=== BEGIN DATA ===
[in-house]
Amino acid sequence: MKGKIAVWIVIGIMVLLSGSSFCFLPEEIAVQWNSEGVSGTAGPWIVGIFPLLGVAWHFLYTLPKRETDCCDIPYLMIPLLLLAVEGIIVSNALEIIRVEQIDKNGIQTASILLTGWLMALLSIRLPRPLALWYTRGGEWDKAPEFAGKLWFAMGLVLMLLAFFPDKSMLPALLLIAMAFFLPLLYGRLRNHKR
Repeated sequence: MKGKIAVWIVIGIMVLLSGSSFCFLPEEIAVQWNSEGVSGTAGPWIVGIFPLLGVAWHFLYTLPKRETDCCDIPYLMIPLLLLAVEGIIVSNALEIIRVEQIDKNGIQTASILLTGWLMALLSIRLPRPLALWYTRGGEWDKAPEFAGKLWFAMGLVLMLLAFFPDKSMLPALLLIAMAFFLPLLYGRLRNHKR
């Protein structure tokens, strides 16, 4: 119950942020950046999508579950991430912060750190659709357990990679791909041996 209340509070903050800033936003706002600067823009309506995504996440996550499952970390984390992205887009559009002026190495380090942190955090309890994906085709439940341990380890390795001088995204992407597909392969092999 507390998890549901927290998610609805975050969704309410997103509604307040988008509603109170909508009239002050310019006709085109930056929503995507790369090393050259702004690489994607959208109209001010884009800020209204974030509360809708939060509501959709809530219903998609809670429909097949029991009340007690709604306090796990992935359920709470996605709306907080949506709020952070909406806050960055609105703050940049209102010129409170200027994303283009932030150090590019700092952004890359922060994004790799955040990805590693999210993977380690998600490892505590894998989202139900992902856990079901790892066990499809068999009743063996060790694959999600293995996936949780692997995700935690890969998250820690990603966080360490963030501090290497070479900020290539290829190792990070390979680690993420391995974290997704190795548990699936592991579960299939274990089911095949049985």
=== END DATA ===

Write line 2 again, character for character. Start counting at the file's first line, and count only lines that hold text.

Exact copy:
Amino acid sequence: MKGKIAVWIVIGIMVLLSGSSFCFLPEEIAVQWNSEGVSGTAGPWIVGIFPLLGVAWHFLYTLPKRETDCCDIPYLMIPLLLLAVEGIIVSNALEIIRVEQIDKNGIQTASILLTGWLMALLSIRLPRPLALWYTRGGEWDKAPEFAGKLWFAMGLVLMLLAFFPDKSMLPALLLIAMAFFLPLLYGRLRNHKR